When China staged its own Swan Lake for the first time in 1958, it was thought fresh and charming. Performed by youngsters (averaging 16) most of whom four or five years ago didn't know the first thing about ballet, it was justifiably rated exceptional. Most of the cast, students of the Peking School of Dancing set up in 1954, have graduated and are dancing professionally on the stage.
Pai Shu-hsiang, who first danced the lead in Swan Lake, is becoming a ballerina of some renown. Another graduate, Chao Ching, daughter of the well-known screen artist Chao Tan, is now dancing the leading role in Precious Lotus Lantern, the classical ballet in national style which is a big hit on the Chinese stage.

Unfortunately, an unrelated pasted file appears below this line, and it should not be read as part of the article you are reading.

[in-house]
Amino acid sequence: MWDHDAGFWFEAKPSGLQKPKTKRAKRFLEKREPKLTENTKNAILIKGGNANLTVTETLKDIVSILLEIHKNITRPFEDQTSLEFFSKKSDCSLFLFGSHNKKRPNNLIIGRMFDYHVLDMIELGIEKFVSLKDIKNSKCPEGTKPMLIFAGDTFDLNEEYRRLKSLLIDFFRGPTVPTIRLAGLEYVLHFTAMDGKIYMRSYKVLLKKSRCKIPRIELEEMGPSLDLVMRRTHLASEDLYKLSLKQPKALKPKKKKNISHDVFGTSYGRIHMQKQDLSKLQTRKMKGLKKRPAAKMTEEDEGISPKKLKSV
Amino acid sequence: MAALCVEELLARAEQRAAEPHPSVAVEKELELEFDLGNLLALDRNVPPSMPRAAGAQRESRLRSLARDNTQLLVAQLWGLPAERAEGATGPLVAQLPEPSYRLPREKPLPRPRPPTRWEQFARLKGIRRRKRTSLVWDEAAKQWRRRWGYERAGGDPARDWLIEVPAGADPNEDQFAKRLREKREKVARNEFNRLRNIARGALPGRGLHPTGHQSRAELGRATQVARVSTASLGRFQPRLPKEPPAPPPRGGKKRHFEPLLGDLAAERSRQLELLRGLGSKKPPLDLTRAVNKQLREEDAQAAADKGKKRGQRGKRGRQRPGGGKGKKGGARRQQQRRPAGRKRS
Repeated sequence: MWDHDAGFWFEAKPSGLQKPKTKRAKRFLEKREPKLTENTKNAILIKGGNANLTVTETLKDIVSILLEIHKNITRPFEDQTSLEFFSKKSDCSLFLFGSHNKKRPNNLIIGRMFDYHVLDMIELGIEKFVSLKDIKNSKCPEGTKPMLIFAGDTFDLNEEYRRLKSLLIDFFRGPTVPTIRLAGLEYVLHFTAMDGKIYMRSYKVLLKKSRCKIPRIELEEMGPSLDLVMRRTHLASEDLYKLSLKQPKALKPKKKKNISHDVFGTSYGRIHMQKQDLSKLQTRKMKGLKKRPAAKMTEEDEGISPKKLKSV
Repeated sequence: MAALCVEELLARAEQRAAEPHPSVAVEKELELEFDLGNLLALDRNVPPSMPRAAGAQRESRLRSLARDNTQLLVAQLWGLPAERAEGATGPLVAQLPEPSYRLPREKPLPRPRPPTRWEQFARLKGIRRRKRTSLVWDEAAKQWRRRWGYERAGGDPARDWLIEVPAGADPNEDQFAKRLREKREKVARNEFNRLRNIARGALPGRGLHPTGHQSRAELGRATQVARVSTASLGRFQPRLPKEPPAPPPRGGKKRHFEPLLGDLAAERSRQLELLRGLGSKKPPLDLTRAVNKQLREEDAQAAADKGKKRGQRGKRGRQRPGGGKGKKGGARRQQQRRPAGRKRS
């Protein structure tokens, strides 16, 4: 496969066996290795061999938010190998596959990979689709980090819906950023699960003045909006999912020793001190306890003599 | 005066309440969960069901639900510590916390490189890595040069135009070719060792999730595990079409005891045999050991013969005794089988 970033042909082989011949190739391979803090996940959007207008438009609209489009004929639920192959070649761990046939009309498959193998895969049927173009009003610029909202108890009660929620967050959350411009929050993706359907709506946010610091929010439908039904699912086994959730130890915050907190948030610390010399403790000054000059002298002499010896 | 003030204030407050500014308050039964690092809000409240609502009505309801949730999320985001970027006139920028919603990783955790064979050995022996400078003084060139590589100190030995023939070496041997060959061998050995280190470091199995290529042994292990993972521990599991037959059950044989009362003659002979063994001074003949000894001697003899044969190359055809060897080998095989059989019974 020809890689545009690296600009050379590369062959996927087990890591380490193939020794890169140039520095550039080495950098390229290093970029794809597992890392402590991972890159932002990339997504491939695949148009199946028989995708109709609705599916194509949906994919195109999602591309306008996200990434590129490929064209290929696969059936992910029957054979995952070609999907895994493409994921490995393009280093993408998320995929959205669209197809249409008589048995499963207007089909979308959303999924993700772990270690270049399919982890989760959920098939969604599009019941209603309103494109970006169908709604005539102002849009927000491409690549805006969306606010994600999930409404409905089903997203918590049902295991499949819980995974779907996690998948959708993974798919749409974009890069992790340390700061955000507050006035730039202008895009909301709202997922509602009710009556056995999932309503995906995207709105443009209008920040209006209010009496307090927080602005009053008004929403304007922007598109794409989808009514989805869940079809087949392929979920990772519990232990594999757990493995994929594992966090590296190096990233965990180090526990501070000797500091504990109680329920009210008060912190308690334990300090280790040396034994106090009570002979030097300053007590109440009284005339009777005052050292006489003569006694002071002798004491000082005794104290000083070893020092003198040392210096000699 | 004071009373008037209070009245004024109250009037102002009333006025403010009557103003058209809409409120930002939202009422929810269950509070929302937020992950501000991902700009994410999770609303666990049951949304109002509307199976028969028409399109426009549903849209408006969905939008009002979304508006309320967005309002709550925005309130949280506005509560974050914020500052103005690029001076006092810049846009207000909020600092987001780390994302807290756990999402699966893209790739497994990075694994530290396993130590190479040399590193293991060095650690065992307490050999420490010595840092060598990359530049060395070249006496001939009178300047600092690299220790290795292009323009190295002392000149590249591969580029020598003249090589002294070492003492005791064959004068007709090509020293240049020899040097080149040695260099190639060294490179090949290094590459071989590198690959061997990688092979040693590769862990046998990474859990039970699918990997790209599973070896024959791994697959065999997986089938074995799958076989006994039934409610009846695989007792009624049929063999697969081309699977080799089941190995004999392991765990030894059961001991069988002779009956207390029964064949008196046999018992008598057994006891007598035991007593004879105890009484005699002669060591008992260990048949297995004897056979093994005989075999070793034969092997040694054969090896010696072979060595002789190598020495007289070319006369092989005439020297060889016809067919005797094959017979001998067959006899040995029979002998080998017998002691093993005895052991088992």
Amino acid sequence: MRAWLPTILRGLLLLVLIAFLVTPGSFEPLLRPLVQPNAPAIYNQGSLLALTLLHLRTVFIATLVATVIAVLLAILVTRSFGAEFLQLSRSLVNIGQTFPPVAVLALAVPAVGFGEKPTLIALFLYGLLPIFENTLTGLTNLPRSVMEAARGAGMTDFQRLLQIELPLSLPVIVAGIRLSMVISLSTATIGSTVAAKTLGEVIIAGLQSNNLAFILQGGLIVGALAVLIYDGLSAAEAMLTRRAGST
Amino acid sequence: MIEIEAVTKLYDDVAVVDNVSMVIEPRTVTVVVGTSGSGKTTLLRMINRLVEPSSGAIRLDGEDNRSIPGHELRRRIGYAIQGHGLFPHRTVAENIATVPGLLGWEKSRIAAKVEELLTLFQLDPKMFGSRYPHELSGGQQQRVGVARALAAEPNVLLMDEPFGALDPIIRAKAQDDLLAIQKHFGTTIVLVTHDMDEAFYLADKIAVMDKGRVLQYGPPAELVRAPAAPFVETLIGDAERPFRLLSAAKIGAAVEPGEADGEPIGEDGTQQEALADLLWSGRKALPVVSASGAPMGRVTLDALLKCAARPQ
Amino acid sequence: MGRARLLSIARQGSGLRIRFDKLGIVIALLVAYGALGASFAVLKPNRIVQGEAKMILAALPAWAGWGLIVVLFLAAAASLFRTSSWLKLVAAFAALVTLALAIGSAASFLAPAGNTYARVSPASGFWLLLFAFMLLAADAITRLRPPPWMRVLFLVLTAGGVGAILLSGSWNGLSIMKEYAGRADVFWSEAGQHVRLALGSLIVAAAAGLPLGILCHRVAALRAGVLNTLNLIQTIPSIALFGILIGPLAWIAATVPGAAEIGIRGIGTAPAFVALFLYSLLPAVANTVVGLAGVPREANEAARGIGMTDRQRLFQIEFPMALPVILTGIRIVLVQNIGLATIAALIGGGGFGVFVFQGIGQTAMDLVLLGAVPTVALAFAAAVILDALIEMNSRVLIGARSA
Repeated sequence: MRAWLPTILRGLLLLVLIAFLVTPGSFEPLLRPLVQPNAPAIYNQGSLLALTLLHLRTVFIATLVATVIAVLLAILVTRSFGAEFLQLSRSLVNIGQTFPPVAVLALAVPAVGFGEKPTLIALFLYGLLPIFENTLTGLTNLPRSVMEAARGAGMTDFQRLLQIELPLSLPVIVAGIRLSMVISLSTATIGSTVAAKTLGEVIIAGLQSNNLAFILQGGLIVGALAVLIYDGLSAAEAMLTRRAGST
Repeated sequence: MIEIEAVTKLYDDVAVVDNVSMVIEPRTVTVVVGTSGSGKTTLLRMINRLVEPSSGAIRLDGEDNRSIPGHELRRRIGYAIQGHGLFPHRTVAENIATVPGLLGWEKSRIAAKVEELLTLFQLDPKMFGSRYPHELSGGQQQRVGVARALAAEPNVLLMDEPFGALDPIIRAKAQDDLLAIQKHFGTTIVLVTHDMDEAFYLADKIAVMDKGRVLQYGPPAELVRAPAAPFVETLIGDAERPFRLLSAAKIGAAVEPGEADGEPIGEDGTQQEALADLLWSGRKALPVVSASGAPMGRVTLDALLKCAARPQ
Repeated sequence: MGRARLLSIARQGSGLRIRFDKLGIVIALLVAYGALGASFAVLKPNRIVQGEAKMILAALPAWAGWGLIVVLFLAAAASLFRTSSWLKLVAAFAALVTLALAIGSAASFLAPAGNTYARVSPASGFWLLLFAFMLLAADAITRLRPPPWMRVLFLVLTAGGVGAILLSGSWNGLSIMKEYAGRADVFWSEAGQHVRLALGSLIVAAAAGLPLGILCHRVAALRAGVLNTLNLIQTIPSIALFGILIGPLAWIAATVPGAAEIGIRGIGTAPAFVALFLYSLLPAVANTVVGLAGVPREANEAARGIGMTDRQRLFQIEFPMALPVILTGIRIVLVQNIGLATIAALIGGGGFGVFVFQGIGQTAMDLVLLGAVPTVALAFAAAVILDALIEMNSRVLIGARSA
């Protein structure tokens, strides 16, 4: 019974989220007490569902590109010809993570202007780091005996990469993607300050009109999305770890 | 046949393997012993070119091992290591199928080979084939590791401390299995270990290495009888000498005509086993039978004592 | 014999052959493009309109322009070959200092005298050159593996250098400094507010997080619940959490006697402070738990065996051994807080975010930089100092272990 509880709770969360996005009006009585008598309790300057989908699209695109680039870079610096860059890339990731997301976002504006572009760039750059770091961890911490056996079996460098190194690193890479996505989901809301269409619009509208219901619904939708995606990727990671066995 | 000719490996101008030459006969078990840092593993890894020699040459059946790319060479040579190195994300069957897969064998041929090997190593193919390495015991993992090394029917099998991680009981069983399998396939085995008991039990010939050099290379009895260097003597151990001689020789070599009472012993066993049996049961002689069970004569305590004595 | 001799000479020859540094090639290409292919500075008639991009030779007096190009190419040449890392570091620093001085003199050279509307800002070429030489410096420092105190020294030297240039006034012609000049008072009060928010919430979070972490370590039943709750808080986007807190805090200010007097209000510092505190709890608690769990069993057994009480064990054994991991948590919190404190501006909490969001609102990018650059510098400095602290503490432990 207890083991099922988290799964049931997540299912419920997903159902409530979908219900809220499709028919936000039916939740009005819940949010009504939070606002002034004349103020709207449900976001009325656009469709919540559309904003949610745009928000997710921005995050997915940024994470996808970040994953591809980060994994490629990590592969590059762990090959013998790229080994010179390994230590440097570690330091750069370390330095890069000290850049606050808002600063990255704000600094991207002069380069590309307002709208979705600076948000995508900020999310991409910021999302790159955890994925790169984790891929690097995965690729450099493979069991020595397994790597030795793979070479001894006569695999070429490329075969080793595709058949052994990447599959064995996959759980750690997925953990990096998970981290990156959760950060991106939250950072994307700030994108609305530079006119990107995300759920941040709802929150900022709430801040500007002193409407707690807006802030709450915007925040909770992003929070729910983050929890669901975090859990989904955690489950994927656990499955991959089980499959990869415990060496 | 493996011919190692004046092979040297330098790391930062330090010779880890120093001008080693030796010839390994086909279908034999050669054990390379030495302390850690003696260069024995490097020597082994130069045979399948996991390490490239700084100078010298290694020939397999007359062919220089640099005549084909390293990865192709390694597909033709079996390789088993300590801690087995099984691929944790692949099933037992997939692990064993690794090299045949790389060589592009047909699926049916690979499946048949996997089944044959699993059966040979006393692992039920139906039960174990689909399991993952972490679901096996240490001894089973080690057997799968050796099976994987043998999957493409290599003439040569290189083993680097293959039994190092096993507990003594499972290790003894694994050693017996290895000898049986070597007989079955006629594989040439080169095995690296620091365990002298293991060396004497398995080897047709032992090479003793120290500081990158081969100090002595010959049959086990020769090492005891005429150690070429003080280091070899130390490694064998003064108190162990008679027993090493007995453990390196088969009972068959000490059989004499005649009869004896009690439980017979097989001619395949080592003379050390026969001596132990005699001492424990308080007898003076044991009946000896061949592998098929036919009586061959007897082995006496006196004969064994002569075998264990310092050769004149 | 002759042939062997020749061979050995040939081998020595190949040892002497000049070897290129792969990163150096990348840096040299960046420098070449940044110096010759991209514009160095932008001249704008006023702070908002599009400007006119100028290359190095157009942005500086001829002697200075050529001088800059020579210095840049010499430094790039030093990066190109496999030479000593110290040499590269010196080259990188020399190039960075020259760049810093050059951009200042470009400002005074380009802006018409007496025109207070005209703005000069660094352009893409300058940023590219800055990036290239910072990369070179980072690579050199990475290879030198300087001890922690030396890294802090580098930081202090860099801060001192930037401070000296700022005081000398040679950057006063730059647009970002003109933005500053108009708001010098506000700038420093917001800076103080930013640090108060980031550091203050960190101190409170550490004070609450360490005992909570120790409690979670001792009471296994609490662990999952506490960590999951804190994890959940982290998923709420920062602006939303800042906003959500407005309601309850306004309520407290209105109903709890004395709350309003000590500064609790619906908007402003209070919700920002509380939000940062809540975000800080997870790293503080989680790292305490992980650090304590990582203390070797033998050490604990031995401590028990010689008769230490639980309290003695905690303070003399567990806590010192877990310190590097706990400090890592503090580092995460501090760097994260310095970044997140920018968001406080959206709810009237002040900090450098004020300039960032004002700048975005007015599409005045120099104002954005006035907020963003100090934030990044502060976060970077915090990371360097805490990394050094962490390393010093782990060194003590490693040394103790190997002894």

Now, three years later, the school is sending out its second graduating class of 60 students from its two main departments of ballet and national dancing. They have completed a six-year course which includes the general curriculum of a senior high school and a solid experience of stage work. All have taken part in well-received public performances of ballets and traditional dances.
Among them is Chiang Chun, the son of a peasant in a suburban people's commune in Peking and Chen Nung-pu, 17-year-old overseas Chinese from Malaya.